THEMATIC ANALYSIS Preparing the implementation of the Deep and Comprehensive Free Trade Area (DCFTA) in the Transnistrian region of the Republic of Moldova

4 November 2015

Author: Iulian Groza, European integration policy moderator Institute for European Policies and Reforms (IPRE)

The Association Agreement, including a Deep and Comprehensive Free Trade Area (DCFTA) with the EU, is currently provisionally applied since 1 September 2014. At the same time, the EU Council decision of 7 October 2013 extended the EU Autonomous Trade Preferences (ATPs) to the Republic of Moldova until December 31, 2015. Thus, one of the key issues to be properly implemented is the preparation for the implementation of the DCFTA in Transnistrean region, considering that the ATPs will expire. In this context, herewith the author will try to outline in particular (1) the evolution of the dialogue with the Tiraspol authorities on the implementation of the Association Agreement; (2) the legal conditions and the minimum requirements for the DCFTA application in the Transnistrean region; (3) and finally the author will address few scenarios concerning possible application or nonapplication of the Association Agreement in the region.

Both the EU and Moldovan authorities, most likely are aware that ensuring a full application of the DCFTA in the Transnistrean region within the next months is a big challenge. In this situation, preparing the implementation of the DCFTA depend on the level of interaction between the Moldovan authorities and EU authorities in Tiraspol. In this respect, the primary objective would be to identify a set of minimum requirements that would allow the de facto application of DCFTA in Transnistrean region in particular:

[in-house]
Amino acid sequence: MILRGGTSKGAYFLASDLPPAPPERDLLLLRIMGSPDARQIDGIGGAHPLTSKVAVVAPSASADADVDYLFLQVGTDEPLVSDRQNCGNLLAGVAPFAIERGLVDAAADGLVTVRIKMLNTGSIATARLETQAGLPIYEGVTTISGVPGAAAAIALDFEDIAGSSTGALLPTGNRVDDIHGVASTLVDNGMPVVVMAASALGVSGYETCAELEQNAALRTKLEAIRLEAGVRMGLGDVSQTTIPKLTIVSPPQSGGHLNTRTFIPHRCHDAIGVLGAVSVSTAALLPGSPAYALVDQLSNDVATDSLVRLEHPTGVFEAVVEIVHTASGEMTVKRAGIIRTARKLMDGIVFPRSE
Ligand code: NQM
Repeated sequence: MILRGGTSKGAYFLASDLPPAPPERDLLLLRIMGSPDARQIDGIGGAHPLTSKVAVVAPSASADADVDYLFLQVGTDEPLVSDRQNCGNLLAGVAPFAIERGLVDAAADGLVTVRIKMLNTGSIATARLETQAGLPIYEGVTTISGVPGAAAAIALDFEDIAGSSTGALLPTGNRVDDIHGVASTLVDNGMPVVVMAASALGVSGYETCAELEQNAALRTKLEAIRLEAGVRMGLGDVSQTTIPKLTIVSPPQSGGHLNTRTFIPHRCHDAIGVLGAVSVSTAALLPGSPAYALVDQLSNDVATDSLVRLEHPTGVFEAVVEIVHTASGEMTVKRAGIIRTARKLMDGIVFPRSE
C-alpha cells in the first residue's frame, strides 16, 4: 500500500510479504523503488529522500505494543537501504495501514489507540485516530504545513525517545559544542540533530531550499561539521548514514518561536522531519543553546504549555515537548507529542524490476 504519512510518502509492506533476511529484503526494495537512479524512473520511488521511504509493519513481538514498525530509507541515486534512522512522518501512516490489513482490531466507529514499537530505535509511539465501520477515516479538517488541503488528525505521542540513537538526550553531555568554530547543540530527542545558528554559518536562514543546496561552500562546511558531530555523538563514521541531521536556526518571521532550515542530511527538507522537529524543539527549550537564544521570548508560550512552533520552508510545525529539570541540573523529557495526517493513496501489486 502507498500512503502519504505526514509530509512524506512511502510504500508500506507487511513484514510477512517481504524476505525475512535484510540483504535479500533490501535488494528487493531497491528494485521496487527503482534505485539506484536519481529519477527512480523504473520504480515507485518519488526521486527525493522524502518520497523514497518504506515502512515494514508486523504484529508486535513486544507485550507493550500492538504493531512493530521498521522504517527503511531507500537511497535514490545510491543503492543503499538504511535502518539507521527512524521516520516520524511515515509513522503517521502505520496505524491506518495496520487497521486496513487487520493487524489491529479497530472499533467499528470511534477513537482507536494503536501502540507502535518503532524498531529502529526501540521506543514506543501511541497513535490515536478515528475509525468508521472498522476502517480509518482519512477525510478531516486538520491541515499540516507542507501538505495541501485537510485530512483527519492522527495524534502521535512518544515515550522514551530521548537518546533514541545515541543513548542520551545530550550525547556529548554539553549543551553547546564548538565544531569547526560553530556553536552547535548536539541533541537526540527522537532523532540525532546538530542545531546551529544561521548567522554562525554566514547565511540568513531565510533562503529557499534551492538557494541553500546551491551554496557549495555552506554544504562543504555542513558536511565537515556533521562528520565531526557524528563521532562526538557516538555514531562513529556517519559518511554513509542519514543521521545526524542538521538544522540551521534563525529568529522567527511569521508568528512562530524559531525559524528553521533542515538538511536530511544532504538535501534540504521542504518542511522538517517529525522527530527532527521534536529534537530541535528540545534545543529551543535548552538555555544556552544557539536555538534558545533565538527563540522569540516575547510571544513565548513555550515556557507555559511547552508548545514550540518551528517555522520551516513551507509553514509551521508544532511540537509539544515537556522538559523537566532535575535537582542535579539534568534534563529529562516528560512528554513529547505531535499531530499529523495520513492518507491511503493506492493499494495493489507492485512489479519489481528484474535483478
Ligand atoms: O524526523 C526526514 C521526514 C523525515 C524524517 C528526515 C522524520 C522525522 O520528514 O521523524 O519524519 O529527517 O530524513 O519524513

(1) Exclusion of import tariffs on goods from the European Union that is now being applied by the Transnistrean authorities;
(2) Ensuring the certification of the origin of goods by the customs authorities of the Moldovan Transnistrean exporters;
(3) Ensuring the respect of sanitary and phyto-sanitary standards for goods exported to the EU from the Transnistrean region.
Consequently, the process of implementation of the minimum requirements, harmonisation of nontariff provisions and gradual transposition of relevant EU legislation should be included in an action plan with clear deadlines. To conclude, short-term task should be to identify with Tiraspol authorities a solution to exclude the import duties on goods imported from the EU. Ultimately, what should matter in the end is the economic interest of the businesses from the Transnistrean region.

However, the main challenge in this regard is the political dimension of this process. At the moment the reality is that until the expiration of the ATPs there are less than two months, and the mechanism for implementing the DCFTA in Transnistrean is still to be defined.

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